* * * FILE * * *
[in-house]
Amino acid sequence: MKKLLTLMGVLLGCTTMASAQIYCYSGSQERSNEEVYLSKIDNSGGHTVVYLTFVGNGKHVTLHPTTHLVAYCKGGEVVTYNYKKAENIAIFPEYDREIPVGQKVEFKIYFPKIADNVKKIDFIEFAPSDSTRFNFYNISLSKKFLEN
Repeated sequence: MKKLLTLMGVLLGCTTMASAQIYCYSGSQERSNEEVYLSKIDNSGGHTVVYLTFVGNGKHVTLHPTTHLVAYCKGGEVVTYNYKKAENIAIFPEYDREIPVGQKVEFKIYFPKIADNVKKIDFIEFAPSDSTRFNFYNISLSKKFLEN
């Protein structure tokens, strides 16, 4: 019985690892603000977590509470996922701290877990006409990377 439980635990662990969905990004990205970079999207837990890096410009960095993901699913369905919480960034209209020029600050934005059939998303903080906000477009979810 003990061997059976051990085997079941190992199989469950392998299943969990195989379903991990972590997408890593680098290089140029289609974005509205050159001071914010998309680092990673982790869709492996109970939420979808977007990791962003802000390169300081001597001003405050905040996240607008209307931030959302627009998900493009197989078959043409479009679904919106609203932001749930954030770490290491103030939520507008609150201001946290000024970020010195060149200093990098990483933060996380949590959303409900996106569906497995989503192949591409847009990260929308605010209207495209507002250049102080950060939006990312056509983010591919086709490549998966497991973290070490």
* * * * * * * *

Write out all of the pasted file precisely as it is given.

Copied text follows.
[in-house]
Amino acid sequence: MKKLLTLMGVLLGCTTMASAQIYCYSGSQERSNEEVYLSKIDNSGGHTVVYLTFVGNGKHVTLHPTTHLVAYCKGGEVVTYNYKKAENIAIFPEYDREIPVGQKVEFKIYFPKIADNVKKIDFIEFAPSDSTRFNFYNISLSKKFLEN
Repeated sequence: MKKLLTLMGVLLGCTTMASAQIYCYSGSQERSNEEVYLSKIDNSGGHTVVYLTFVGNGKHVTLHPTTHLVAYCKGGEVVTYNYKKAENIAIFPEYDREIPVGQKVEFKIYFPKIADNVKKIDFIEFAPSDSTRFNFYNISLSKKFLEN
């Protein structure tokens, strides 16, 4: 019985690892603000977590509470996922701290877990006409990377 439980635990662990969905990004990205970079999207837990890096410009960095993901699913369905919480960034209209020029600050934005059939998303903080906000477009979810 003990061997059976051990085997079941190992199989469950392998299943969990195989379903991990972590997408890593680098290089140029289609974005509205050159001071914010998309680092990673982790869709492996109970939420979808977007990791962003802000390169300081001597001003405050905040996240607008209307931030959302627009998900493009197989078959043409479009679904919106609203932001749930954030770490290491103030939520507008609150201001946290000024970020010195060149200093990098990483933060996380949590959303409900996106569906497995989503192949591409847009990260929308605010209207495209507002250049102080950060939006990312056509983010591919086709490549998966497991973290070490």